In a study of three unplanned settlements in Dar es Salaam, it was found that 79 percent of respondents were born outside the city, 68 percent were tenants, 88 percent of those who had access to land were occupying land that had not been surveyed, and 46 percent considered themselves poor or very poor. Between 1992 and 2000, employment in Dar es Salaam as a whole declined from 64 percent to 42 percent and self-employment rose from 29 percent to 43 percent. Poverty for those in self-employment rose from 29 percent to 38 percent over the same period.
3.1 Policy Context
There are a number of policies and pieces of legislation that relate to and affect unplanned/informal settlements. A critical policy is the 1995 National Land Policy, which effectively prohibited the removal of informal settlements and committed the government to upgrading them instead (see Section 4.4 for details). In addition, the Local Government Urban Councils Act of 1982 and subsequent legislation effectively restored local government as an institution, restoring to it the responsibility for service provision.
The governments ongoing urban sector policy reform is designed to create an institutional environment more conducive to the sustainable development and delivery of urban infrastructure and services. Through the World Bank supported Urban Sector Engineering Project (USEP) the government of Tanzania developed a policy framework for Urban Management, Service Delivery and Infrastructure Investment and an Implementation Strategy for that framework. The subsequent Urban Sector Rehabilitation Project (USRP) begun in 1995 contained the governments letter of sector policy that addressed land management and human settlement development issues, the role of the private sector and community participation. The government has recognized the importance of the urban sector in national socio-economic development and conducted a human settlements review and prepared a strategy which aims at creating sustainable development in urban centers for improving living conditions in informal settlements, alleviating poverty, stimulating economic growth and employment and improving the urban environment.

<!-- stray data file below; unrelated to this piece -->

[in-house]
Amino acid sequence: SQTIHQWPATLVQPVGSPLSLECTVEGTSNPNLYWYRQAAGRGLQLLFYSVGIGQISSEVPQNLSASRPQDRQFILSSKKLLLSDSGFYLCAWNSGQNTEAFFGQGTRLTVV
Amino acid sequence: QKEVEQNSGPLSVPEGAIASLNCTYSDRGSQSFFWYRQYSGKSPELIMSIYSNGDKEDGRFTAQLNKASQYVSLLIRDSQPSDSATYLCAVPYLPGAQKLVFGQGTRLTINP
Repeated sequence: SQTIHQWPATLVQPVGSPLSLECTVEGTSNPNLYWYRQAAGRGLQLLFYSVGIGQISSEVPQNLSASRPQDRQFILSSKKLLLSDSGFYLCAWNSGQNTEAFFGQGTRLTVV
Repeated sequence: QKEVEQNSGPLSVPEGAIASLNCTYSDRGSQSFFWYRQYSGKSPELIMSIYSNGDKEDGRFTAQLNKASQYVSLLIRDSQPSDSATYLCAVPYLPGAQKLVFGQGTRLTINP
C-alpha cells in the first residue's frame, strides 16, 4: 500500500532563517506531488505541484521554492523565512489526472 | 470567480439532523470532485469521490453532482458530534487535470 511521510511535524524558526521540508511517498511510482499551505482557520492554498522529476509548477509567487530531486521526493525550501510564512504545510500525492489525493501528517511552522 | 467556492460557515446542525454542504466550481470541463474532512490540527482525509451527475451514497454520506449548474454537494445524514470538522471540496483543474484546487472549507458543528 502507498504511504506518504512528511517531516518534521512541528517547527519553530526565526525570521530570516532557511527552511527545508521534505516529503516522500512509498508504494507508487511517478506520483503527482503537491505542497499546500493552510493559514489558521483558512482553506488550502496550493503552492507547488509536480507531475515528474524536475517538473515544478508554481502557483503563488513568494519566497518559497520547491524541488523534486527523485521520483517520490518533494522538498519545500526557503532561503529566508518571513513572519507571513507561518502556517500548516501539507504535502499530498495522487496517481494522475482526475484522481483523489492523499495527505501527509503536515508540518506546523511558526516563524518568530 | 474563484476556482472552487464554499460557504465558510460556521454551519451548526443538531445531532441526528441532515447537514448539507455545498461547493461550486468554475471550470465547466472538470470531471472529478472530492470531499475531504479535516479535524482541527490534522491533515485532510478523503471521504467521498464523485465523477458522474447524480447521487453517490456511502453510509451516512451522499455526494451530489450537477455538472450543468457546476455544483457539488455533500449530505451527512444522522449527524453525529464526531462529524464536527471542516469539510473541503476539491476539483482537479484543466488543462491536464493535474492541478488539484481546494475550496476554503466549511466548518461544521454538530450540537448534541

In order to guide the implementation of the strategy, the government prepared a National Program Document consisting of the following four closely inter-related elements:
In order to implement the program the government sought assistance from, among others, the World Bank, the United Nations Development Program (UNDP) and Center for Human Settlements (UNCHS) through the USEP and the SDP respectively.